Under Irish law, certain statutory pre-emption rights apply automatically in favor of shareholders where shares are to be issued for cash. However, we initially opted out of these pre-emption rights on incorporation in our articles of association as permitted under Irish company law. As Irish law requires this opt-out to be renewed every five years by a special resolution of shareholders, our memorandum and articles of association provided that this opt-out must be so renewed. If the opt-out is not renewed, shares issued for cash must be offered to our existing shareholders on a pro rata basis to their existing shareholding before the shares can be issued to any new shareholders. The statutory pre-emption rights do not apply where shares are issued for non-cash consideration (such as in a share-for-share acquisition) and do not apply to the issue of non-equity shares (that is, shares that have the right to participate only up to a specified amount in any income or capital distribution) or where shares are issued pursuant to an employee option or similar equity plan. Our shareholders passed a special resolution at the 2020 annual general meeting of the Company on June 11, 2020 authorizing the directors of the Company to opt out of pre-emption rights with respect to equity securities with up to an aggregate nominal value of $2,297 (being equivalent to approximately 10% of the aggregate nominal value of the issued ordinary share capital of the Company as of April 13, 2020) for a period of 18 months from June 11, 2020 (provided that with respect to equity securities up to an aggregate nominal value of $1,149 (being equivalent to approximately 5% of the issued ordinary share capital as of April 13, 2020), such allotment is to be used for the purposes of an acquisition or a specified capital investment).
Our memorandum and articles of association provide that, subject to any shareholder approval requirement under any laws, regulations or the rules of any stock exchange to which we are subject, our board of directors is authorized, from time to time, in its discretion, to grant such persons, for such periods and upon such terms as our board of directors deems advisable, options to purchase such number of shares of any class or classes or of any series of any class as our board of directors may deem advisable and to cause warrants or other appropriate instruments evidencing such options to be issued. The Companies Act provides that directors may issue share warrants or options without shareholder approval once authorized to do so by the articles of association or an ordinary resolution of shareholders. We are subject to the rules of NASDAQ and the United States Internal Revenue Code of 1986 that require shareholder approval of certain equity plans and share issuances. Our board of directors may issue shares upon exercise of warrants or options without shareholder approval or authorization (up to the relevant authorized share capital limit).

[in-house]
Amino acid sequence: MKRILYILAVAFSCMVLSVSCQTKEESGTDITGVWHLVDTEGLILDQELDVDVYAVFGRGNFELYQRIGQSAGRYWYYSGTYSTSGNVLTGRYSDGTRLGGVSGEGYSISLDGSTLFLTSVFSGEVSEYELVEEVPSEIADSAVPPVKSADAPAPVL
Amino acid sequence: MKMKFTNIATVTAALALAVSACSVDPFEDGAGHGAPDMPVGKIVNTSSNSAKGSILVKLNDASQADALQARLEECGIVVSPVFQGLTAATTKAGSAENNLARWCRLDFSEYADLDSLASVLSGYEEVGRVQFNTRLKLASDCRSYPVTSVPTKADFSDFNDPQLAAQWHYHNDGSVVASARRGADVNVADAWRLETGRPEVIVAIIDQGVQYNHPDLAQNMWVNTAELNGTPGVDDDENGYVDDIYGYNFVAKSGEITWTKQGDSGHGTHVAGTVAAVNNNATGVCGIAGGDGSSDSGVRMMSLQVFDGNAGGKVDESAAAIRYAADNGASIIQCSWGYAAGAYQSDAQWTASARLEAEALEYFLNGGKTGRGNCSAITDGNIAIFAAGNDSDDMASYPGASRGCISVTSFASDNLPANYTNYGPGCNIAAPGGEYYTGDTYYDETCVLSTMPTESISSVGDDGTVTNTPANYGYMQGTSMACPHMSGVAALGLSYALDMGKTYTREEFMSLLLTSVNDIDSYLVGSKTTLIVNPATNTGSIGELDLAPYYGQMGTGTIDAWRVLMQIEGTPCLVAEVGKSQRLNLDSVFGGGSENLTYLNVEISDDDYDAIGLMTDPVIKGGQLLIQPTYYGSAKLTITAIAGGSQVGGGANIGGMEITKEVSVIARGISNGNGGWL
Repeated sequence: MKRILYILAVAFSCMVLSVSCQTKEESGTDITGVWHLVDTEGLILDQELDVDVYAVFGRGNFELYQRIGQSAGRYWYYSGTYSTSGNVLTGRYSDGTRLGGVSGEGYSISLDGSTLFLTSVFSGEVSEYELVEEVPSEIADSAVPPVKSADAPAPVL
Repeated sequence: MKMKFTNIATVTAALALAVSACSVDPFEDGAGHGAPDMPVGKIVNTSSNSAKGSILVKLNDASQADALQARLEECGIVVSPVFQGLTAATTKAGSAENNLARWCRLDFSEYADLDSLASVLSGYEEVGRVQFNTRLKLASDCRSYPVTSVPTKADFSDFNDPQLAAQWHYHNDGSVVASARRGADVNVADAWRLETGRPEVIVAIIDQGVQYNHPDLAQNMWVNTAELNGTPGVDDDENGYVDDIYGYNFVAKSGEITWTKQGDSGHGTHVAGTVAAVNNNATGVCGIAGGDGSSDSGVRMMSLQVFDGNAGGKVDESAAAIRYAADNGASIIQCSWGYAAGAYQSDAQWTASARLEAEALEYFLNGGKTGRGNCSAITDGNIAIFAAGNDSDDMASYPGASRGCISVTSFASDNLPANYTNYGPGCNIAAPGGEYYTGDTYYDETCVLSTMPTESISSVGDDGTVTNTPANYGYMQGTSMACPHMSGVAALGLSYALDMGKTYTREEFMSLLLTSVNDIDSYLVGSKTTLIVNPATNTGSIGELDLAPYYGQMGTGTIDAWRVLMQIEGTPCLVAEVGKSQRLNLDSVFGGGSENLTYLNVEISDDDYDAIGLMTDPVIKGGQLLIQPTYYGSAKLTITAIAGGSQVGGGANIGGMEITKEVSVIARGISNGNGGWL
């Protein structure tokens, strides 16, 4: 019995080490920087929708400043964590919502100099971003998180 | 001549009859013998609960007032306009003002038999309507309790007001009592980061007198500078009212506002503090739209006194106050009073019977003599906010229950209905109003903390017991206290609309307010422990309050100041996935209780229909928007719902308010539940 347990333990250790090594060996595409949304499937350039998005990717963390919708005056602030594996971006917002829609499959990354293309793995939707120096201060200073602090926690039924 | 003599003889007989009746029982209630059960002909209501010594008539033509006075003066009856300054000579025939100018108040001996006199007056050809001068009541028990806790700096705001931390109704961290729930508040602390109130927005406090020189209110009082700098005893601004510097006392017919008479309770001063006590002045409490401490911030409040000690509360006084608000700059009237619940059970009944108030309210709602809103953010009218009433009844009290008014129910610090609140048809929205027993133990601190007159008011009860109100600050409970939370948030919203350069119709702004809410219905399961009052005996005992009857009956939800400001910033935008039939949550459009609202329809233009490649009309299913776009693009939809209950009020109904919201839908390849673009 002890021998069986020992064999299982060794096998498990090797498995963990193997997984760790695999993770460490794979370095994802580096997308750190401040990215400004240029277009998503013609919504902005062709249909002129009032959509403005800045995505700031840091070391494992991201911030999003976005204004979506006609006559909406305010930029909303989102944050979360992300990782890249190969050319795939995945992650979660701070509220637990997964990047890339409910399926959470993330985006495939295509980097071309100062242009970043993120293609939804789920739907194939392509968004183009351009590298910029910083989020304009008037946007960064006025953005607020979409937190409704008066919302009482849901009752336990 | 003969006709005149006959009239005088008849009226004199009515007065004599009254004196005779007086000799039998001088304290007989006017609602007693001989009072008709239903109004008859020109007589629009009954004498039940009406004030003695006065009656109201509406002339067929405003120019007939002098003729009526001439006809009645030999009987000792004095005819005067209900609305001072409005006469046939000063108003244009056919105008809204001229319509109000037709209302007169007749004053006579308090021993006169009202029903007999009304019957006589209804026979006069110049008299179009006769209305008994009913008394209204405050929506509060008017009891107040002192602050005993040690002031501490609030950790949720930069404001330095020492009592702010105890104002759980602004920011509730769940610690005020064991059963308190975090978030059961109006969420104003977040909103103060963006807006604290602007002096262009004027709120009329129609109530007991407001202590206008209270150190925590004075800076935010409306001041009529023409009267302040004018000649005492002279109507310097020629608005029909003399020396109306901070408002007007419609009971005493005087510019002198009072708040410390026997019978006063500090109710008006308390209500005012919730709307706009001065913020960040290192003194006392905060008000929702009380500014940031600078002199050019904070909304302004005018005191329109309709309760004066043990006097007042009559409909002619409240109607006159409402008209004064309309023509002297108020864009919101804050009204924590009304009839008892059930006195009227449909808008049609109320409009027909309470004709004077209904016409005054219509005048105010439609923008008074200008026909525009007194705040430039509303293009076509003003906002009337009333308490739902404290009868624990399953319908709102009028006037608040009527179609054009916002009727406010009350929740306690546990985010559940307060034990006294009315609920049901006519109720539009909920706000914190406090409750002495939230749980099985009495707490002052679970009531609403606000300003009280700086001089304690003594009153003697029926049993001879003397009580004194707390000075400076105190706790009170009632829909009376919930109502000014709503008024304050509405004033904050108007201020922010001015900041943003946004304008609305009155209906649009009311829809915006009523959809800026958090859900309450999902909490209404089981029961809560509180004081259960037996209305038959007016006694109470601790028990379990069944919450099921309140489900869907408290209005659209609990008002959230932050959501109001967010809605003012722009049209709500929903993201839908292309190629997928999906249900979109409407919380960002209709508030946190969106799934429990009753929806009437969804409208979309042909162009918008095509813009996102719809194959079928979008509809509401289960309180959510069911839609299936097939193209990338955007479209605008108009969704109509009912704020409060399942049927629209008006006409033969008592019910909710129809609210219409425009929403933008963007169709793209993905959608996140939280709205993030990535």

Share Repurchases, Redemptions and Conversions
Our memorandum and articles of association provide that any Ordinary Share that we have agreed to acquire shall be deemed to be a redeemable share, unless our board of directors
resolves otherwise. Accordingly, for Irish company law purposes, our repurchase of Ordinary Shares will technically be effected as a redemption of those shares as described below under “—Repurchases and Redemptions by Endo.” If our memorandum and articles of association did not contain such provision, all repurchases we undertake would be subject to many of the same rules that apply to purchases of our Ordinary Shares by our subsidiaries as described below under “—Purchases by Subsidiaries of Endo, “ including the shareholder approval requirements described below and the requirement that any purchases on market be effected on a “recognized stock exchange,” which, for purposes of the Companies Act, includes NASDAQ.
Repurchases and Redemptions by Endo
Under Irish law, a company may issue redeemable shares and redeem them out of distributable reserves or the proceeds of a new issue of shares for that purpose. We may only issue redeemable shares if the nominal value of our issued share capital that is not redeemable is not less than 10% of the nominal value of our total issued share capital. All redeemable shares must also be fully-paid and the terms of redemption of the shares must provide for payment on redemption. Redeemable shares may, upon redemption, be cancelled or held in treasury. Based on the provisions of our memorandum and articles of association described above, shareholder approval will not be required to redeem our Ordinary Shares.
We may also be given an additional general authority to purchase our own shares on market by way of ordinary resolution, which would take effect on the same terms and be subject to the same conditions as applicable to purchases by our subsidiaries as described below.
Repurchased and redeemed shares may be cancelled or held as treasury shares. The nominal value of treasury shares held by us at any time must not exceed 10% of the nominal value of our issued share capital. We may not exercise any voting rights in respect of any shares held as treasury shares. We may cancel or re-issue treasury shares subject to certain conditions.
Purchases by Subsidiaries of Endo